In the news this week, we’ve had a couple of articles that go beyond the “Hey look! Coloring is a big trend!”

Anthropologist Adrienne Zilhman tells us a story of how, as a Ph.D. candidate, she took a course where the professor used a biological coloring book to help students visualize and understand the differences between various species and fossils. At the time she thought coloring the book was silly, as it was a “children’s activity.” But now she’s an avid colorist.

For me, after a day of writing and reading nonfiction for work, then reading a novel for pleasure, coloring brings a different kind of sensual engagement, one that perhaps echoes the embodied pleasures found in creative cooking, gardening and carpentry.
— Adrienne Zilhman

Most of us can empathize with this, and with the sense of calm and relief from stress that she feels from coloring.

On the other side of the debate, we have this article by artist and therapist, Lisa Mitchell, MFT, ATR. She claims that coloring books are “an escape” and that “they don’t teach us the hands-on creative process,” and that coloring can do “more harm than good.” She states:

Adult coloring books no more teach us about creativity than baseball video games teach us to play baseball, or Netflix dramas teach us how to have healthy relationships. Adult coloring books, video games, and Netflix are no substitute for the real thing. Instead, they alienate us from the rich hands-on experience of our own unique creative process.

While I understand her point of view that coloring doesn’t teach us about drawing and creating our own work of art, I disagree that it doesn’t teach us anything about the creative process.

Coloring, for many of us, lets us forget our daily worries for a while, and gives our mind a chance to relax by focusing on something with specific boundaries. Is that an escape? Perhaps. But I don’t think it’s the same kind of escape as video games or Netflix. With those, all the choices are pre-determined for us.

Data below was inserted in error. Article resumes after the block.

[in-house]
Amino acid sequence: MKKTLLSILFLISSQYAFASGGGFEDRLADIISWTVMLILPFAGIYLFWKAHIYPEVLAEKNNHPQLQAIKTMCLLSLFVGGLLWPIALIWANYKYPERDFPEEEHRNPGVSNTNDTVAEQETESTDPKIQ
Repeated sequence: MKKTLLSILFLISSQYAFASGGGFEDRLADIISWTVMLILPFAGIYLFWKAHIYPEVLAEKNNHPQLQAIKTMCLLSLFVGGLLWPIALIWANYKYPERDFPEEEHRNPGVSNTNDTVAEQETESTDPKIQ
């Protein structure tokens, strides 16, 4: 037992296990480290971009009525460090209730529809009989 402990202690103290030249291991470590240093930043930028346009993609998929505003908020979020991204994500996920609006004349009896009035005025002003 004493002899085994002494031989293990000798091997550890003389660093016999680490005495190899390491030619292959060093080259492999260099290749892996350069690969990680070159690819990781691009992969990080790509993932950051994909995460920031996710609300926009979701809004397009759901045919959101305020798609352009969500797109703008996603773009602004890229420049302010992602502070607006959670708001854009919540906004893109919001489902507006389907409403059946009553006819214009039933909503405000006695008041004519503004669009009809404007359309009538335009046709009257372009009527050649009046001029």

Sure, in a video game you make choices. But the results of those choices has already been decided by the programmer. With coloring, even the lines drawn by the artist don’t necessarily constrict our choices. As we often say in my coloring group – we’re adults! We don’t have to “follow the rules!” We can color outside the lines, add our own doodles to drawings we feel are incomplete, use colors that don’t correspond to anything found in nature. We can express our own creativity, using the artist’s drawing as our canvas.

Later on in the same article, Lisa says:

trace the outline of a salad plate onto the pages of a sketch book. Each day make it a mindfulness practice to fill in your very own colors and lines for 15 minutes at a time. Ask, “What color looks good right now?” “What does the color want to do on the page?” Experiment with layers, blending, different kinds of lines for the purpose of holding your interest rather than to make something “pretty”

Other that the first part about tracing a circle so you aren’t starting with a blank page, the rest of that quote, to me, is what most of us do when we’re coloring. Choosing what color to use next is part of the creative process. I’ve seen two people color the same picture with such wildly different color choices that it can actually be difficult to tell it’s the same design!

In Adrienne’s article, she quotes clinical psychologist Kimberly Wulfert, PhD, who speaks about the meditative effects of coloring, along with other clinical psychologists who advocate coloring as a way to relieve stress.

In coloring, you’ve got this physical sensation of the tool you’re using touching on the paper. You also have the feeling in your hands and fingers holding this tool, and moving in different rhythms as you fill in the space … you’re being mindful, and when you move in a rhythmic fashion for an extended period of time, that becomes a meditation.
— Dr. Kimberly Wulfert

Coloring teaches us about color values. It helps us understand how some colors look better with others.

Coloring gives us the ability to experiment with blending and layers, without worrying about drawing a picture first.

Coloring takes us “offline,” letting us focus on ourselves and our own inner thoughts.

Coloring teaches us to slow down, to take pleasure in the process of coloring, to enjoy each stroke of the pencil or marker as we fill in a design.

Many of the comments on Lisa’s post appear to be written by other art therapists, and they all agree with her. Perhaps, in the situation where you are a therapist treating patients for specific conditions, you should encourage them to create their own drawings, as that is part of the therapeutic process. I’m not an art therapist, so I can’t speak to that aspect of the situation.

But as an artist and a colorist, there are days when picking up my pencil and trying to create something new just doesn’t work. On those days, flipping through my coloring books and then coloring in someone else’s design is just the right level of creativity. Often, it takes my brain in a direction that then leads me to pick up my pencil and start drawing again.

What do you think? Several members of my Facebook group are weighing in on this topic. Come join the conversation!

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